Rail unions collaborate in London Underground job losses

By Tony Robson
21 January 2011

London Underground (LU) is pressing ahead with its axing of 800 jobs, with no opposition from the Rail Maritime and Transport union (RMT) and Transport and Salaried Staff Association (TSSA).

Tube workers have been served with displacement notices and new rosters issued—minus the 800 posts—ahead of the February 6 deadline. The job losses are mainly in the ticket offices, but include other station staff. At Canary Wharf the number of Customer Service Assistants is to be reduced from 25 to 11. The job losses will also mean station staff having to work more rostered weekends. At Wembley Park ticket office staff will have one weekend a month.

After four separate days of joint strike action towards the end of last year, the RMT and TSSA enforced a de facto no strike agreement over the Christmas and New Year period. Both unions even lifted the overtime ban on New Year’s Eve and New Year’s Day after re-entering talks with LU management on December 17.

The unions have stifled any further strike action on the basis of engaging in a review procedure, which has proven to be worthless.

TSSA acknowledged, “While we are talking, they are going full steam ahead with the implementation of cuts. Even as the talks are taking place new issues are emerging which we will have to address (including new ticket machines which they hope will allow further reductions in staff).”

The RMT, led by the nominally left Bob Crow, has maintained a deafening silence while it remains ensconced in talks with management.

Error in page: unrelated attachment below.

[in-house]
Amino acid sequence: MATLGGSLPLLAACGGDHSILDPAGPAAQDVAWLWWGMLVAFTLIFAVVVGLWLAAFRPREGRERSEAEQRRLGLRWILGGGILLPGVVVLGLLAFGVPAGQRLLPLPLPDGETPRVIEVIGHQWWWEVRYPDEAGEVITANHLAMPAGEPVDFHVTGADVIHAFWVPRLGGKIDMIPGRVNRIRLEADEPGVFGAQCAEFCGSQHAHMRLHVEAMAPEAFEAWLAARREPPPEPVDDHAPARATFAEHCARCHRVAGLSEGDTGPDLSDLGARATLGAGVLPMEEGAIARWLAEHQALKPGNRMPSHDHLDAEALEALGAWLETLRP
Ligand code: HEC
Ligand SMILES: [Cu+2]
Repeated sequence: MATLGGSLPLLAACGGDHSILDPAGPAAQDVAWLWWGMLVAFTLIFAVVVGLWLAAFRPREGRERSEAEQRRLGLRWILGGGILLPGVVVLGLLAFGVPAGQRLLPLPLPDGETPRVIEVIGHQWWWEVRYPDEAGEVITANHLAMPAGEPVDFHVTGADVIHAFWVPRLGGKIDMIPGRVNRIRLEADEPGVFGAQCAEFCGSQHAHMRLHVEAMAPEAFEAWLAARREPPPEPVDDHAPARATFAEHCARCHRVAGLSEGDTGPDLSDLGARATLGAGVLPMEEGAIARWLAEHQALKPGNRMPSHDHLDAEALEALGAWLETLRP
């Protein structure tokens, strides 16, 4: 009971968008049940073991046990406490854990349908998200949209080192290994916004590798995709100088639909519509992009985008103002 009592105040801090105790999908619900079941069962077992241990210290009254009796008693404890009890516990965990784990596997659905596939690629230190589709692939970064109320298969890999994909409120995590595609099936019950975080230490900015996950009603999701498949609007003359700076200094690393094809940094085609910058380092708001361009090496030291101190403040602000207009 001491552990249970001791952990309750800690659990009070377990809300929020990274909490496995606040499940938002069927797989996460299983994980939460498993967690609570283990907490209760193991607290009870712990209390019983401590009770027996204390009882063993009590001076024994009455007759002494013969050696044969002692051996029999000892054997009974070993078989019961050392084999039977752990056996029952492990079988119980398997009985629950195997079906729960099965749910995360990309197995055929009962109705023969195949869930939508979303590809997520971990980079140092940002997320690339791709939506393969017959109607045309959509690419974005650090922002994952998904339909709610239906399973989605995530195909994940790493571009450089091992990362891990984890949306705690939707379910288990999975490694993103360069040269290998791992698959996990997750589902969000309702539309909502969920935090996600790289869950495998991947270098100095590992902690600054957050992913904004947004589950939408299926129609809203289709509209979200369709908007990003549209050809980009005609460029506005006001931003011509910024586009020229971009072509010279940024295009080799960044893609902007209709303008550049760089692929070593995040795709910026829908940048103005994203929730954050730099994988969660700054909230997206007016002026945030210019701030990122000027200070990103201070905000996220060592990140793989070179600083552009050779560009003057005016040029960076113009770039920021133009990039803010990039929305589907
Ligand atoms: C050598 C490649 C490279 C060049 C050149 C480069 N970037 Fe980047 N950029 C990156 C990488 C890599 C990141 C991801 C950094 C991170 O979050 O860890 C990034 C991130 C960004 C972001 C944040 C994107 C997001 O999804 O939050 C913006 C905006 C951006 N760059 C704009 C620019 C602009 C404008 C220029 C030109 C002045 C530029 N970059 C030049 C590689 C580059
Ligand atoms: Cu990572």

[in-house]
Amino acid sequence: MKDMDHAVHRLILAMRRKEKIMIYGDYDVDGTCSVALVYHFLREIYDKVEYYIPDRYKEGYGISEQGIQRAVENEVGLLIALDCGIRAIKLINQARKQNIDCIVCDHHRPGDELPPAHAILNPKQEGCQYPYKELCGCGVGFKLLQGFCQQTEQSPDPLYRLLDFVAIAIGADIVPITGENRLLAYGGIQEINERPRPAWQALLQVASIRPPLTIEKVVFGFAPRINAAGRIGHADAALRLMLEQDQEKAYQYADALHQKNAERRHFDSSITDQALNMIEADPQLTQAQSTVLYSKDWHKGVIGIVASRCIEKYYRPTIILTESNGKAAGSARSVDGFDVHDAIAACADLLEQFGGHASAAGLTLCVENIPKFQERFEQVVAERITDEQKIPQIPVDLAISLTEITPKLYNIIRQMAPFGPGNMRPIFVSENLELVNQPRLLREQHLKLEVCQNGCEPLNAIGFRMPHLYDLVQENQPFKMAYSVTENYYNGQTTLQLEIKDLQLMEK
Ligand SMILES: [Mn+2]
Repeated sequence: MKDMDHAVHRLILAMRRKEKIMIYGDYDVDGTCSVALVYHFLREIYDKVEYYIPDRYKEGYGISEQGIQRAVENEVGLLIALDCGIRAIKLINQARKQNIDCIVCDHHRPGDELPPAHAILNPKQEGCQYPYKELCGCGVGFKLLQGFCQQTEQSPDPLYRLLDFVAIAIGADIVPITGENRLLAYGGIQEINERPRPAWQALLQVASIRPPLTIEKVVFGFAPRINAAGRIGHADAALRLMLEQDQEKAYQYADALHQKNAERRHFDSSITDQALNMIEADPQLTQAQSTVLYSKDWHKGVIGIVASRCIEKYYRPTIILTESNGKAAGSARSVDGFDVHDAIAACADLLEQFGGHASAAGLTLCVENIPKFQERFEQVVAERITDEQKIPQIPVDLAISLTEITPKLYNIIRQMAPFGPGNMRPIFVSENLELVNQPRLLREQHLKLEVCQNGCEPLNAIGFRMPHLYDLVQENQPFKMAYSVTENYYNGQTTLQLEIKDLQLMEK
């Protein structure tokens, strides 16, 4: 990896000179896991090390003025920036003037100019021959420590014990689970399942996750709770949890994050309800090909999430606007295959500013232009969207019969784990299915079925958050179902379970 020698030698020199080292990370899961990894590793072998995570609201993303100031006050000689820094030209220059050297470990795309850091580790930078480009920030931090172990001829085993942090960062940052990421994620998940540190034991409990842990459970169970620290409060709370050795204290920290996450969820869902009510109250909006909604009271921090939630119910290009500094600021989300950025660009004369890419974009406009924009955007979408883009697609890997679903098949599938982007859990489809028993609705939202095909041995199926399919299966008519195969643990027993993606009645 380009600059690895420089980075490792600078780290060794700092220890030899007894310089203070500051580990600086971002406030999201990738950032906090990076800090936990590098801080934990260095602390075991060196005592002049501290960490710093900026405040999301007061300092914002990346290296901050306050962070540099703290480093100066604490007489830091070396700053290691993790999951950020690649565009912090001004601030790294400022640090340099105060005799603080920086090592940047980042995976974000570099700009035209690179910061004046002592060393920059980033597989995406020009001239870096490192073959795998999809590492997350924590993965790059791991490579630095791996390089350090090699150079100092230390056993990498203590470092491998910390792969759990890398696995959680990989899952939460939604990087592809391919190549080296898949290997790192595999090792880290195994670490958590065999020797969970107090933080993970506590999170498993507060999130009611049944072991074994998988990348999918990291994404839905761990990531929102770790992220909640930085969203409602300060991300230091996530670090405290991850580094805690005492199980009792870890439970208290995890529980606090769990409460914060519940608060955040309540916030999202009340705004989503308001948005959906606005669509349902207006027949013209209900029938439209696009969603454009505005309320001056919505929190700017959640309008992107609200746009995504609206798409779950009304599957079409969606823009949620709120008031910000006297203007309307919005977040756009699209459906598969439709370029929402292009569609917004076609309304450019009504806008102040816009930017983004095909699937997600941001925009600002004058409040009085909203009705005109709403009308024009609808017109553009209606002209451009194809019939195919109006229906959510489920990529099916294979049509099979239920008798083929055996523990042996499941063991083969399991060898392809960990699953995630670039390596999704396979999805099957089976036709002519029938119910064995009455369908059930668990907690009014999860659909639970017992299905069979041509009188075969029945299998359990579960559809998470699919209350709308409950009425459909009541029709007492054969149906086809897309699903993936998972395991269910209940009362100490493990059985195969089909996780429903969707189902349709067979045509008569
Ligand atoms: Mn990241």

At the same time as leaked company documents show plans to operate unmanned stations during traffic hours, the RMT continues to promote the line that LU and Conservative London Mayor Boris Johnson will undergo a Damascene conversion and rescind the job cuts. This position is only good for disarming Tube workers and spreading demoralisation.

The review procedure is solely aimed at assuring the continued role of the unions within the restructuring process and whittling down the collective resistance of workers. Instead of a unified approach, the review operates on a station-by-station and line-by-line basis. By its own account the RMT fully accepts the criteria laid down by LU. It writes, “Management propose that a review takes place of those locations where RMT and TSSA believe that resulting proposals for Ticket Office service are inadequate.”

The underlying reason for the cuts—the siphoning off of public funds to compensate for the bailout of the banks and the failed consortia involved in Public Private Partnership—is not addressed. The £16 million that LU management project will be saved through the elimination of 800 jobs is far less than the £60 million its squandered on legal fees alone over the last five years, relating mainly to the fall-out from the PPP (Public Private Partnership).

The unravelling of the RMT and TSSA’s token opposition demonstrates that opposition can find no coherent or effective outlet within the framework and under the leadership of the unions.

Tube workers have demonstrated their readiness to take up the fight, with some 11,000 across all grades participating in four days of strike action. This has been the first strike by TSSA members on London Underground since 1926—the year of the General Strike. The strike has remained solid, even though Tube workers have lost wages while receiving no strike pay from the unions.